“Starting a new year is like heading into strange country with no map.”
John J. Rowlands wrote that in his book, Cache Lake Country, which is to my mind the best outdoor book ever written. It was also the first I ever “read.” I say “read” because when I first opened my Dad’s copy I was too young to actually read most of it. I read the few words I could and became fascinated with the drawings, both large and small, that decorated nearly every page.
A few years later I actually did read the whole book, and found the amazing life that Rowlands wrote about enthralled me then and enthralls me to this day. In some ways, I think my love of the outdoors really stems from that book, though the seed was encouraged and well watered by evening fishing trips with my Dad and weekend family camping trips to our 4 acres of mountain land just a few miles (but worlds away) from our house in town.
Rowlands’ quote is also my favorite about starting January, though it is equally true for next week or the next hour, too. More than once, though I’ve wished for a map to guide me through a new year, or the next week or the next hour. I’m not talking about wanting a precise road map of the new year, but a nice map of the territory I’m going to be in, just so that I had some idea of where I was and would be heading, would be useful.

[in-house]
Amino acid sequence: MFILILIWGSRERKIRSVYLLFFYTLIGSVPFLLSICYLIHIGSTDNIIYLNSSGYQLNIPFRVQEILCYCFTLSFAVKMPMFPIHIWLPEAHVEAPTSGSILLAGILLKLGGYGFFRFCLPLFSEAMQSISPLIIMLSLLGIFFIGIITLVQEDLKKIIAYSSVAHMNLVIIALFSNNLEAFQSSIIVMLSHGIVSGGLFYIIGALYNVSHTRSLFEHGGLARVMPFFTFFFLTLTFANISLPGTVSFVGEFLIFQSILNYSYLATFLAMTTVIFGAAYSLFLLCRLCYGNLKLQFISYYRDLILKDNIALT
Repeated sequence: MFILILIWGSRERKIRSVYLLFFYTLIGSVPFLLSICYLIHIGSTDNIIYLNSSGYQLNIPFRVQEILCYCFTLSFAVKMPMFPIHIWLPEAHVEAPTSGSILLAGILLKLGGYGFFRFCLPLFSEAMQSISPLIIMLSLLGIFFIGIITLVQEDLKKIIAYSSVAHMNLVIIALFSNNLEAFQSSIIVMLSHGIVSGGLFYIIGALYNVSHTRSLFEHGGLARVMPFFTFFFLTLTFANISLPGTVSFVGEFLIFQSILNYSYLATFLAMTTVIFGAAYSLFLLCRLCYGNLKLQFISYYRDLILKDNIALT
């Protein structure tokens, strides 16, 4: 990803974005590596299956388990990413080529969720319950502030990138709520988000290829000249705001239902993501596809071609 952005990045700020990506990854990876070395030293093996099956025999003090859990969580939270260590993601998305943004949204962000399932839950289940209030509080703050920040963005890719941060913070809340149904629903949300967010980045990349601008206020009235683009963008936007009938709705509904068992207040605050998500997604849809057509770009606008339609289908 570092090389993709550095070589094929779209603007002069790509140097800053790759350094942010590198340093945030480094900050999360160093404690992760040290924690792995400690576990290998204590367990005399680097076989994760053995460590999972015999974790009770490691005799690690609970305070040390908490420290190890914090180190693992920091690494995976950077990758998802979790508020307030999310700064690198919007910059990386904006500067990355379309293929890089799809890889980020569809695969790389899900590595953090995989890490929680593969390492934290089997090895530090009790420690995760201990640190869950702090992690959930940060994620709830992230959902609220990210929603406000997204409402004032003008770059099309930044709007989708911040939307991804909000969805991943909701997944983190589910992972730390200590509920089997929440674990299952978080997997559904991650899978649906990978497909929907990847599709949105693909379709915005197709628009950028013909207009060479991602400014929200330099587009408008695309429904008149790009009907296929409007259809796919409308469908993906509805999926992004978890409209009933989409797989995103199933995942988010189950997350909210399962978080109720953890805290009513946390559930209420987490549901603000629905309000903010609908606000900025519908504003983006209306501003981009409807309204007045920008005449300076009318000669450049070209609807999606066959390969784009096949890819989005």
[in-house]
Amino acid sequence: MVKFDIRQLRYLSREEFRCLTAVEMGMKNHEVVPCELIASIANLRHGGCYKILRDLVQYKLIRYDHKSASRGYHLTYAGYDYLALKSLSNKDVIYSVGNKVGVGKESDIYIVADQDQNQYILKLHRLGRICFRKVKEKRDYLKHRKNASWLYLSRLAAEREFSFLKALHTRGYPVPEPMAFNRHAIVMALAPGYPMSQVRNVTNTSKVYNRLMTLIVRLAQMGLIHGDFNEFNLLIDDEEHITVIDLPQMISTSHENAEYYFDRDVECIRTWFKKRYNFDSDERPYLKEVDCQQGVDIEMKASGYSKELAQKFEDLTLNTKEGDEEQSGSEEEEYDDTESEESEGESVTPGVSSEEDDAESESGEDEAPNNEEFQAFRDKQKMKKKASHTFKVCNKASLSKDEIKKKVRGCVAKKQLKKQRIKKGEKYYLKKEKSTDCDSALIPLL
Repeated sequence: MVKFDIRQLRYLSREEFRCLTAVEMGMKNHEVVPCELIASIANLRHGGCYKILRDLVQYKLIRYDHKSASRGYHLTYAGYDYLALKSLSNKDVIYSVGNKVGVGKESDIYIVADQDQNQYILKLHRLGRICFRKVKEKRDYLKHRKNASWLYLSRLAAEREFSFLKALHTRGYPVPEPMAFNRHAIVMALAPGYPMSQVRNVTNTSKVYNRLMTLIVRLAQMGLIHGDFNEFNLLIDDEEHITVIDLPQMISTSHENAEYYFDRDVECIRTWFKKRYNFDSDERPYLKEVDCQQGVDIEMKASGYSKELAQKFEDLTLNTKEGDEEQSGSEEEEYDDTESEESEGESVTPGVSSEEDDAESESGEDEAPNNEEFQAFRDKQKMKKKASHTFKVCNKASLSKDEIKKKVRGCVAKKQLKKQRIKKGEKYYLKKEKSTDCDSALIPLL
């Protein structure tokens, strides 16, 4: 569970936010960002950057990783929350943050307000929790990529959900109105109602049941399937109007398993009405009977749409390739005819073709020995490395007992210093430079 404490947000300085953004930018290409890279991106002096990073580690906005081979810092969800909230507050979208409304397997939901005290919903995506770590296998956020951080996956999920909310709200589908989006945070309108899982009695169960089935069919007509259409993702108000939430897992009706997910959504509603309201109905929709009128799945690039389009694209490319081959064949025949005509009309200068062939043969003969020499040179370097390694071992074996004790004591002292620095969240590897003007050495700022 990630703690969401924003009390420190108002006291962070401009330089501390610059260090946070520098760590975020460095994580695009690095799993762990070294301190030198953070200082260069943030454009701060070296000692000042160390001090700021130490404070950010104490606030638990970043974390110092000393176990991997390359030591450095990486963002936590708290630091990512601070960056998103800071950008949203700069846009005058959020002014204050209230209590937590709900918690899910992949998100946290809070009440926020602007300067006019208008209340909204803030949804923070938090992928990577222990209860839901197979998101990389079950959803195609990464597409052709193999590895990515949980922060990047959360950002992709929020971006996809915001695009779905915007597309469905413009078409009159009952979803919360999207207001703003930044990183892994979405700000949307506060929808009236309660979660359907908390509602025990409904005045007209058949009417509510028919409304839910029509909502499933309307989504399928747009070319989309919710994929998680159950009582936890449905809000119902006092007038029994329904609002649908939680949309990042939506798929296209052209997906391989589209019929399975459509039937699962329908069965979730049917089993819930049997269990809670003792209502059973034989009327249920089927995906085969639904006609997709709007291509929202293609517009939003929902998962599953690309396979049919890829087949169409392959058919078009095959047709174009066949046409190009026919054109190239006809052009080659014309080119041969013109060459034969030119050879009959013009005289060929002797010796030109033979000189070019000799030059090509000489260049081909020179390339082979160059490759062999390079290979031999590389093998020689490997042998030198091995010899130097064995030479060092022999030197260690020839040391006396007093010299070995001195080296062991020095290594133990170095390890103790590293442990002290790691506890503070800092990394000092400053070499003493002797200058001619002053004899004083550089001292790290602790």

John Muir said, “The map is not the territory.” If you’ve ever stood at a breathtaking spot with your map in hand and realized that nothing on it prepared you for what you saw in front of you, you’ll understand that he’s right. Still, a good map can offer some guidance of how to get from one spot to the next even if it doesn’t show you what the territory actually looks like when you’re in the middle of it. We don’t even get that kind of map to get us through a new year.
Mark Twain’s Huck Finn said at the end of Huckleberry Finn, “I’m heading off into the territory.” And you just know he didn’t have a map—or even wanted one.
But I’m no Huck Finn, at least when it comes to the territory of life. Sometimes I can picture what a life map of the new year might look like, at least in places. I’m hoping that the path to “good health” doesn’t have any major ravines in it. I’m hoping the new year isn’t a path peppered with rocks. Rocks are the kind of things John Muir might have been talking about when he said the map isn’t the territory. What looks like a good path can turn into the hike from hell when the footing isn’t good.
There are other spots on the new year’s map, too, that I don’t want to stumble into. Spots that used to say “Here be dragons” are now areas of the life map that might say “Death of parents,” “foreclosure on house” or “can’t find a new job before running out of money.”
Since I don't have a map to guide me into this new year, I guess I can only do what every other map-less traveler does when she finds herself in new territory. Take a deep breath, dip your paddle into the softness of the lake and push off, heading deeper into that map-less territory of the new year.